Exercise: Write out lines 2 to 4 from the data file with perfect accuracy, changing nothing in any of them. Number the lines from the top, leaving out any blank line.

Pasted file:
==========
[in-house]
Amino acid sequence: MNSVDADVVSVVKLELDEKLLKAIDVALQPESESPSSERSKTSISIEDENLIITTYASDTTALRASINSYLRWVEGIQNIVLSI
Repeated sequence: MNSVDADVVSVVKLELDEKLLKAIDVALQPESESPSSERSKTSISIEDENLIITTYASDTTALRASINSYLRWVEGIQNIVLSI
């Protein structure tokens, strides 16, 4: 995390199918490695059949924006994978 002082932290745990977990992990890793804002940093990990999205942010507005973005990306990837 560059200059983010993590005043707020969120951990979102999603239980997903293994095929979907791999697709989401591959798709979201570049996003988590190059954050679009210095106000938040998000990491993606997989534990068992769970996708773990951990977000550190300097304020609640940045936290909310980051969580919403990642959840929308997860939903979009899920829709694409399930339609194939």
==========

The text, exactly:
Amino acid sequence: MNSVDADVVSVVKLELDEKLLKAIDVALQPESESPSSERSKTSISIEDENLIITTYASDTTALRASINSYLRWVEGIQNIVLSI
Repeated sequence: MNSVDADVVSVVKLELDEKLLKAIDVALQPESESPSSERSKTSISIEDENLIITTYASDTTALRASINSYLRWVEGIQNIVLSI
């Protein structure tokens, strides 16, 4: 995390199918490695059949924006994978 002082932290745990977990992990890793804002940093990990999205942010507005973005990306990837 560059200059983010993590005043707020969120951990979102999603239980997903293994095929979907791999697709989401591959798709979201570049996003988590190059954050679009210095106000938040998000990491993606997989534990068992769970996708773990951990977000550190300097304020609640940045936290909310980051969580919403990642959840929308997860939903979009899920829709694409399930339609194939």